Glenn; the Thirty-fourth Georgia, Colonel [J. A. W.]Johnson, and the Thirty-night Georgia, colonel [J. T.]McConnell), of Cumming's brigade. Lee's brigade (The Twentieth Alabama, colonel [Isham W.]Garrott; the Twenty-THIRD Alabama, Colonel [F. K.]Beck; the Thirtieth Alabama, colonel [Charles M.]Shelley; the Thirty -first Alabama, lieutenant-Colonel [T. M.] Arrington) occupied the center, and Barton's brigade (the Fortieth Georgia, Colonel [Abda] Johnson; the Forty-first Georgia, Colonel [William E.] Curtiss; the Forty-SECOND Georgia, Colonel [R. J.] Henderson; the Forty-THIRD Georgia, Colonel [Skidmore] Harris, and the FIFTY-SECOND Georgia, colonel [C. D.] Phillips) the left, the left resting on Baker's Creek, near the bridge. A portion of Captain [James F.] Waddell's battery was posted at the angle of the lines to defend the approaches by the Clinton and Raymond roads, and the remainder, with two pieces of Captain [J. W.]Johnston's battery, on the left of Cumming's brigade. Captain [S. J.]Ridley, with a portion of his battery, was on the left of Barton, as was also Captain [Max. Van D.] Corput's battery. My line, as will thus appear, was necessarily single, irregular, divided, and without reserves. Under the supposition that the army was to move forward in pursuance of the instructions given in the morning, this ground was not reconnoitered with a view to taking up a position for battle until we were on the move facing the enemy.
At about 10. 30 a. m. a DIVISION of the enemy, in column of brigades, attacked Lee and Cumming. They were handsomely met and forced back some distance, when they were re enforced, apparently by about three DIVISIONS, two so which moved forward to the attack and the THIRD continued its march toward the left, with the view of forcing it. The enemy now made a vigorous attack in three lines upon the whole front. They were bravely met, and for a long time the unequal conflict was maintained with stubborn resolution. But this could not last. Six thousand five hundred men could not hold permanently in check four DIVISIONS, numbering, from their own statements, about 25,000 men; and finally, crushed by overwhelming numbers, my right gave way and was pressed back upon the two regiments covering the Clinton and Raymond roads, where they were in part rallied. Encouraged by this success, the enemy redoubled his efforts and pressed with the utmost vigor along my line, forcing it back.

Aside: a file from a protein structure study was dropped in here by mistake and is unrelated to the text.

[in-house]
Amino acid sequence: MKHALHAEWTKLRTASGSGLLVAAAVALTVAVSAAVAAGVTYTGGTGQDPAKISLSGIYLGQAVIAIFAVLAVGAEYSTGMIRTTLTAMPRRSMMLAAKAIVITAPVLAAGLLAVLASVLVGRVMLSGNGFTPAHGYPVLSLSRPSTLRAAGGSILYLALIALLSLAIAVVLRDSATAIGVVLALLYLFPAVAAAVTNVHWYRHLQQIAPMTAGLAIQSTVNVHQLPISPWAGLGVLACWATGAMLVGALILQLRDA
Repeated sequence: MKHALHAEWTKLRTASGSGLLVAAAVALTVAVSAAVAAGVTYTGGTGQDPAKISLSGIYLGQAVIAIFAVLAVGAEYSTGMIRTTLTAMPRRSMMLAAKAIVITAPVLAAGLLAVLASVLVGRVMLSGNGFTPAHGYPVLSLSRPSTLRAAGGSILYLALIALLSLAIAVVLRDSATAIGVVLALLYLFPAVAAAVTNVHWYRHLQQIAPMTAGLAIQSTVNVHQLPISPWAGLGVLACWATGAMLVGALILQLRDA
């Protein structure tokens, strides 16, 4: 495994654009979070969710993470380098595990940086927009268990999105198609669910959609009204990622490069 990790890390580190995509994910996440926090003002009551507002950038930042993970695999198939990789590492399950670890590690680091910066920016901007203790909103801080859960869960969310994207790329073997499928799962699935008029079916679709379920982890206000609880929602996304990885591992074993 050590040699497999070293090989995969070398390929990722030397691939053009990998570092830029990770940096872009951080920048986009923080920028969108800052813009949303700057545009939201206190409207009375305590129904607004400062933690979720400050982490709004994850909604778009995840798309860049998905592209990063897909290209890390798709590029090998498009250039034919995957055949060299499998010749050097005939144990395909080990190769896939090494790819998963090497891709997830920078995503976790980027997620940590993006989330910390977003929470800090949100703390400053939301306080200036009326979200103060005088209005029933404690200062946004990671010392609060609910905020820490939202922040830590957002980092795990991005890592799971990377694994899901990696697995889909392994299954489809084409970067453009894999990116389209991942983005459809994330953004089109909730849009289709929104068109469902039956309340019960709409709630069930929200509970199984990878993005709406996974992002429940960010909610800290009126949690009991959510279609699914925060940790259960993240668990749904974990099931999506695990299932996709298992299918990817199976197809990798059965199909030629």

At this time (about 2. 30 p. M.)Bowen's DIVISION of Missouri and Arkansas troops, general Green on the right and Colonel [F. M.] Cockrell on the left, arrived, gallantly charged the enemy, supporty a portion of Cumming's and Lee's brigaded, and drove them back beyond the original line.
In the mean time the enemy had continued his movement to our left, and fell upon Barton in overwhelming numbers. He charged them gallantly, but was forced back, and the enemy, following up his advantage, cut him off entirely from the rest of the DIVISION.
It was here that the lamented Major [Joseph W.] Anderson, my chief of artillery, fell, in the fearless discharge of his duty. In the very front of battle the brave soldier, the noble gentleman, met his death.
Here, too, the gallant Ridley, refusing to leave his guns, single-handed and alone fought until he fell, pierced with six shots, winning even from his enemies the highest tribute of admiration.
Nothing could protect the artillery horses from the deadly fire of the enemy. Almost all were killed, and along my whole line the pieces, thought fought with a desperation on the part of both officers and men which I cannot praise too highly, almost all fell into the hands of the enemy. In this manner the guns of Coprut's and Johnston's batteries